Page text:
On November 18, a helicopter crew that flew above the Redrock desert in Utah discovered a mysterious metallic structure in a remote region. This metallic prism, popularly known as 'monolith' stood in the desert for nine days, and it mysteriously disappeared on November 27. As the monolith discovered in Utah shared eerie similarities to the structure portrayed in Stanley Kubrick's '2001: A Space Odyssey', several conspiracy theorists outlandishly argued that the monolith might have placed in the desert by aliens.
More monolith appearances and disappearances
On the same day when the monolith disappeared from the Utah desert, another monolith appeared in Romania, near the Petrodava Dacian Fortress. Interestingly, this monolith also disappeared within two days. Later, similar monoliths appeared in different parts of the United States, and Europe. The latest monolith to be discovered was in Warsaw, Poland.
Out of these all monoliths, the structure that appeared in Colombia stood out, as it was made up of gold covering. After the discovery of this golden monolith, several netizens who believe in alien existence argued that this structure could be controlling other monoliths that appeared in different parts of the world.
Act of aliens, God or humans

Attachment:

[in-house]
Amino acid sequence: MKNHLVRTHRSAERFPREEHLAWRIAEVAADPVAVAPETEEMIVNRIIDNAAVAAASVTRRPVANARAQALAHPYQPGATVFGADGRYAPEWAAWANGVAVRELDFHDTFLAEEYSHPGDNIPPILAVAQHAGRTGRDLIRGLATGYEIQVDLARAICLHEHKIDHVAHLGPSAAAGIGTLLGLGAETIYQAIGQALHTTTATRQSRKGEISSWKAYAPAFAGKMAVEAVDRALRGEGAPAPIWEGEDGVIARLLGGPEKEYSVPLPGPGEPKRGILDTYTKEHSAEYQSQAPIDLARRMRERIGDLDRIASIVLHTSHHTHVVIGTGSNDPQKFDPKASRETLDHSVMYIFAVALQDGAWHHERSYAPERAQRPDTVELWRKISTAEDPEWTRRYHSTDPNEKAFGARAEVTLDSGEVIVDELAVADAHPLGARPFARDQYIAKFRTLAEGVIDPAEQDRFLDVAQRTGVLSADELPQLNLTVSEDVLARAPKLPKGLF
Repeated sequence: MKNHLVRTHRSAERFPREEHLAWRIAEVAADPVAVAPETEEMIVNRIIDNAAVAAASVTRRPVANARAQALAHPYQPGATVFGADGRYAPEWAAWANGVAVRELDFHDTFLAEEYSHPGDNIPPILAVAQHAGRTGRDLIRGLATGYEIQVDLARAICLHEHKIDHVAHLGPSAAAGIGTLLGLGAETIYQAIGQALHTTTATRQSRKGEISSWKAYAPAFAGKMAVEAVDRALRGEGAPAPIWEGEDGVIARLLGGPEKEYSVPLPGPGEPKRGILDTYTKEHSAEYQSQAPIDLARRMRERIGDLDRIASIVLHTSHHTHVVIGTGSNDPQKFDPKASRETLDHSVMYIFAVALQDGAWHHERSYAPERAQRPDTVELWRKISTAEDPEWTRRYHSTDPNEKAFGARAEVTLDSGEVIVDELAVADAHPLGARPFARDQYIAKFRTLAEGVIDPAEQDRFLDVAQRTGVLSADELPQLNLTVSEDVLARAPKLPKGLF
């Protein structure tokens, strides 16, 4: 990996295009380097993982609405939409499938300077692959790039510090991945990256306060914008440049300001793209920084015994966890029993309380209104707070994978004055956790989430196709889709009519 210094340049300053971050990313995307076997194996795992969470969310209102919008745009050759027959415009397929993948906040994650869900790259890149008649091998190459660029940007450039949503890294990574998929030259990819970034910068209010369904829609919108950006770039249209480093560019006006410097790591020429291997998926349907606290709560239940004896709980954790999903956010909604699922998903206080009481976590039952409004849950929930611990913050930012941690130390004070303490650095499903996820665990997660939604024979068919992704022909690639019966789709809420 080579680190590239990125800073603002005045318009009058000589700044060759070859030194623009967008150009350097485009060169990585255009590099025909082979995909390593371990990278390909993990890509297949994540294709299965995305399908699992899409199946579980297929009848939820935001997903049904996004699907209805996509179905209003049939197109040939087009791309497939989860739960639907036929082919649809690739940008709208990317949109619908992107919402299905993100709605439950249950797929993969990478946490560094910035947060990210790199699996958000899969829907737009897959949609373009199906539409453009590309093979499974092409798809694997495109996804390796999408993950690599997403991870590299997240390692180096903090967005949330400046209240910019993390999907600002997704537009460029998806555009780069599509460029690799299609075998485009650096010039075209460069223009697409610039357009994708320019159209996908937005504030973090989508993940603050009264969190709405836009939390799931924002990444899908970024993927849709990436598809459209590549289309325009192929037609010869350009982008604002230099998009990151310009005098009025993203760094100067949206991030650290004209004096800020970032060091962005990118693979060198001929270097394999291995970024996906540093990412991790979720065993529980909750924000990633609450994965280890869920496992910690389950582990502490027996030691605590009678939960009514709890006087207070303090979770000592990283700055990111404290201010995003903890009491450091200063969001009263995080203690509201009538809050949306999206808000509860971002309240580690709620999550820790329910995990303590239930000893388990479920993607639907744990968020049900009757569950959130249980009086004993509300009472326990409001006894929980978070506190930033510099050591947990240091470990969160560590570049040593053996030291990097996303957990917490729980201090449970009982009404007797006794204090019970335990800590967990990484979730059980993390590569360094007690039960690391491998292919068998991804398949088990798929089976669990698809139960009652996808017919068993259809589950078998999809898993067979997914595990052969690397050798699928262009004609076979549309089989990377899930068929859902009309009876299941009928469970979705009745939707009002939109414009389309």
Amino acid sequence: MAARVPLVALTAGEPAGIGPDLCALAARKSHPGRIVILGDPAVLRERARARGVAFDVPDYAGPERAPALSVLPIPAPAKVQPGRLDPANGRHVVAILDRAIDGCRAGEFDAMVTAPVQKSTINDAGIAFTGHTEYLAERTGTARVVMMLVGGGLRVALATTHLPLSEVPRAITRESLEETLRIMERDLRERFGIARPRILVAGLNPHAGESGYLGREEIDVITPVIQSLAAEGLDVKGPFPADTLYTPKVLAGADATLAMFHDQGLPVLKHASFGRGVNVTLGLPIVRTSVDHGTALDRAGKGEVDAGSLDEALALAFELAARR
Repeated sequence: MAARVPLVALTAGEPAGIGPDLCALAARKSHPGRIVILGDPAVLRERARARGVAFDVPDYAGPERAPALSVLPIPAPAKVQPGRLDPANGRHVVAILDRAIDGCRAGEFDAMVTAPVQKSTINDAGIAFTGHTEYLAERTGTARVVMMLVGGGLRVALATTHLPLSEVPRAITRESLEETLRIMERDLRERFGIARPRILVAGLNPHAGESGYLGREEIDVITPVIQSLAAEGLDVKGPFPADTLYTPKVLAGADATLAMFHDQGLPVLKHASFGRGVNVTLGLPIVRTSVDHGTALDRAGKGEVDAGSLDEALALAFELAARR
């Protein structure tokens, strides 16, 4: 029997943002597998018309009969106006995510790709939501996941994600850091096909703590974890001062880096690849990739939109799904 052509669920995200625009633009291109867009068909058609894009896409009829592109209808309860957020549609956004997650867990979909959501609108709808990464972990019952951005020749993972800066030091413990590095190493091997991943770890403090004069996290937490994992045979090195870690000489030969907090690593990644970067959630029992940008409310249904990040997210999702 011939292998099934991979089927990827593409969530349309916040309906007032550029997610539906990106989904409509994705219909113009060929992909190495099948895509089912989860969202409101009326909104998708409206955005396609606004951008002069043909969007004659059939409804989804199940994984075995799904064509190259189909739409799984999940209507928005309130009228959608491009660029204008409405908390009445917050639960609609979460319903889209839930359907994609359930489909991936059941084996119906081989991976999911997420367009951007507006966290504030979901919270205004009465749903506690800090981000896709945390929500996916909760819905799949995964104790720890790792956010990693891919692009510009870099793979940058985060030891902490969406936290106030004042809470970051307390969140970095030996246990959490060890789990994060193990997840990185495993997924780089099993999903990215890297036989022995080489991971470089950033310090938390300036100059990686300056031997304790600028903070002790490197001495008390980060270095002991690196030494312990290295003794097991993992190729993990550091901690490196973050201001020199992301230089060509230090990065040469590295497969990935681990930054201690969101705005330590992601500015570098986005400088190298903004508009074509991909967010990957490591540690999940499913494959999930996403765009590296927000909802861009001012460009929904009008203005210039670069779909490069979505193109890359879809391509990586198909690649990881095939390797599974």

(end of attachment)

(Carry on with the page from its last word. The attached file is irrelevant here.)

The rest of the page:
Scott C Waring, a popular conspiracy theorist and self-proclaimed UFO hunter believes that the monolith that appeared in different parts of the world could be proof of alien existence.
"I place a 5% chance on this actually being an alien ship or probe and that the object itself has moved its location, because the pilot who had walked away from it...may have looked human and was mingling and living in a city not too far away and thought this desert location was safe to leave the ship. Invasion? No...just a single craft is not an invasion. Pre invasion? Why? To take by force our iPhones, TVs, Computers? We have nothing other than our friendship and this planet to share with them," wrote Waring on his website UFO Sightings Daily.
However, eyewitness reports prove that these supernatural theories could be most probably false. Ross Bernards, a popular travel photographer had recently revealed that he saw four men removing the monolith from Utah.
Later, Travis Kenney, Randall Kenney, Wade McKenzie, and Jared Riddle, four artists revealed that they had installed and removed the monolith in California. In the meantime, a shop owner from Pittsburg installed a monolith in front of his shop as a part of a marketing gimmick. However, he did not mention from where he purchased the monolith.
As the monolith mystery continues, several multinational companies decided to weigh in on the viral mystery. Amazon, on their Twitter page, posted the image of the monolith and captioned it, ''we can neither confirm nor deny that we had anything to do with the disappearance."
A Twitter profile that goes by the name 'God' also sarcastically posted on Twitter and enquired about the monolith.
Has anyone seen My monolith?— God (@TheTweetOfGod) November 30, 2020